It was an emblematic crime: on a November day in Amsterdam, an angry young Muslim man shot and killed the Dutch filmmaker Theo van Gogh, iconic European provocateur, for making a movie with the anti-Islam politician Ayaan Hersi Ali.
After shooting van Gogh, Mohammed Bouyeri calmly stood over the body and cut his throat with a curved machete.
The murder horrified quiet, complacent Holland - a country that prides itself on being a bastion of tolerance - and sent shock waves around the world.
In Murder in Amsterdam, Ian Buruma describes what he found when he returned to his native country to try and make sense of van Gogh's death.
The result is Buruma's masterpiece: a brave and rigorous study of conflict in our time, with the intimacy and control of a true-crime page-turner.
- Format: Paperback
- Pages: 288 pages
- Publisher: Atlantic Books
- Publication Date: 01/03/2007
- Category: Islam
- ISBN: 9781843543206
- EPUB from £3.99
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Review by SeriousGrace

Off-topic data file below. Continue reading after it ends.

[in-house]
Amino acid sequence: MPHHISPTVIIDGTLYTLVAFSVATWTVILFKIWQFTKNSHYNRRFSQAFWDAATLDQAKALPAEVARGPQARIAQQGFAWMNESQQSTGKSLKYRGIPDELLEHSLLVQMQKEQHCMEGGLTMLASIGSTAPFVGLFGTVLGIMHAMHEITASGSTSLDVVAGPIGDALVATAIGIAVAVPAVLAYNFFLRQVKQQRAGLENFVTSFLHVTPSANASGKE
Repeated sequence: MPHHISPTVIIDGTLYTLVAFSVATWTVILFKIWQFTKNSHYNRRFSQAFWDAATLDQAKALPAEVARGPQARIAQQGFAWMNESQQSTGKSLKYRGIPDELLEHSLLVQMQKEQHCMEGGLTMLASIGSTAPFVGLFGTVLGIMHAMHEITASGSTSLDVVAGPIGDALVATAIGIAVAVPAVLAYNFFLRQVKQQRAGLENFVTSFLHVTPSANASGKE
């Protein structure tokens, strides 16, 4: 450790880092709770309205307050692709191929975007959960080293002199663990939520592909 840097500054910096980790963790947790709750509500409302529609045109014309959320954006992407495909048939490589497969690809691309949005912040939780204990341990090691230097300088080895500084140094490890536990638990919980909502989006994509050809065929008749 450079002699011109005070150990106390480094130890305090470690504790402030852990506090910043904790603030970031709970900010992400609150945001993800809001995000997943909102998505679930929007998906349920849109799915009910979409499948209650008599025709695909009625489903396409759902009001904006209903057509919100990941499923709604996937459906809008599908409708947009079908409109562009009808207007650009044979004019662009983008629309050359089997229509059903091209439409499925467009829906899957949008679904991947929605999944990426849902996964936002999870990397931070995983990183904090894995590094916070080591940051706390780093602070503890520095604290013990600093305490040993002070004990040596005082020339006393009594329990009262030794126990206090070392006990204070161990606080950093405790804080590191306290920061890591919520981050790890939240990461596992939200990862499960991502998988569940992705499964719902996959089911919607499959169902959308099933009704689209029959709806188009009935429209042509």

Mohammed Bouyeri was 26 years old when he not only shot Theo van Gogh several times but slashed his throat with a machete as well. He ended his assault by stabbing a note into Van Gogh's lifeless body - however the final insult was kicking the corpse before calmly walking away. The note, oddly enough, wasn't addressed to Van Gogh (rightly so since the dead man couldn't read it) but to anti-Islam politician Hirsi Ali who claimed the Koran was the source of abuse against women. That's not to say there weren't plenty of folks in Holland who wished Van Gogh dead. He thrived on being controversial to the point of revolting. Buruma knew Van Gogh in certain circles so I can only imagine what it was like to write about his death as an acquaintance. But, the actual crime is only the centerpiece for the much wider topic of controversies surrounding what happens when nonconformist immigrant populations with differing religions and cultural politics clash against other stringent societies.